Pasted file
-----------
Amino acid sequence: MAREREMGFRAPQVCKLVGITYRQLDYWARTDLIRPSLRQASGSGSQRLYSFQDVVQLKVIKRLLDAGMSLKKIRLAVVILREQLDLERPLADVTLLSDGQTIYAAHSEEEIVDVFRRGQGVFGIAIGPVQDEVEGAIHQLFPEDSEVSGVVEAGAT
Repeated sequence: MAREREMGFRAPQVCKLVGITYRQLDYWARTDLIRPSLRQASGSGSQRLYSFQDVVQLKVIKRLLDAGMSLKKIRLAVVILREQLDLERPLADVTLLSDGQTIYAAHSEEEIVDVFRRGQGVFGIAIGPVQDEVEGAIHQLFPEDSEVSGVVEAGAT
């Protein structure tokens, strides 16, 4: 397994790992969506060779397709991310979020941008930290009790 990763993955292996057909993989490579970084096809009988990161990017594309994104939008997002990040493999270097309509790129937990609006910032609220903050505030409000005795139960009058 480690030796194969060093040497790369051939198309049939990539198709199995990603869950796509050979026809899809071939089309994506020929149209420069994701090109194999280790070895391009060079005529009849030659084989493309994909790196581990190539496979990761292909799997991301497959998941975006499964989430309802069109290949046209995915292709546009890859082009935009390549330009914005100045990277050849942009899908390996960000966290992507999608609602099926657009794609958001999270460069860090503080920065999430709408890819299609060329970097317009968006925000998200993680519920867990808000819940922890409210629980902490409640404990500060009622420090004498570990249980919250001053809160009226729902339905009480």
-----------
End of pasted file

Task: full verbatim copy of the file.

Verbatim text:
Amino acid sequence: MAREREMGFRAPQVCKLVGITYRQLDYWARTDLIRPSLRQASGSGSQRLYSFQDVVQLKVIKRLLDAGMSLKKIRLAVVILREQLDLERPLADVTLLSDGQTIYAAHSEEEIVDVFRRGQGVFGIAIGPVQDEVEGAIHQLFPEDSEVSGVVEAGAT
Repeated sequence: MAREREMGFRAPQVCKLVGITYRQLDYWARTDLIRPSLRQASGSGSQRLYSFQDVVQLKVIKRLLDAGMSLKKIRLAVVILREQLDLERPLADVTLLSDGQTIYAAHSEEEIVDVFRRGQGVFGIAIGPVQDEVEGAIHQLFPEDSEVSGVVEAGAT
């Protein structure tokens, strides 16, 4: 397994790992969506060779397709991310979020941008930290009790 990763993955292996057909993989490579970084096809009988990161990017594309994104939008997002990040493999270097309509790129937990609006910032609220903050505030409000005795139960009058 480690030796194969060093040497790369051939198309049939990539198709199995990603869950796509050979026809899809071939089309994506020929149209420069994701090109194999280790070895391009060079005529009849030659084989493309994909790196581990190539496979990761292909799997991301497959998941975006499964989430309802069109290949046209995915292709546009890859082009935009390549330009914005100045990277050849942009899908390996960000966290992507999608609602099926657009794609958001999270460069860090503080920065999430709408890819299609060329970097317009968006925000998200993680519920867990808000819940922890409210629980902490409640404990500060009622420090004498570990249980919250001053809160009226729902339905009480």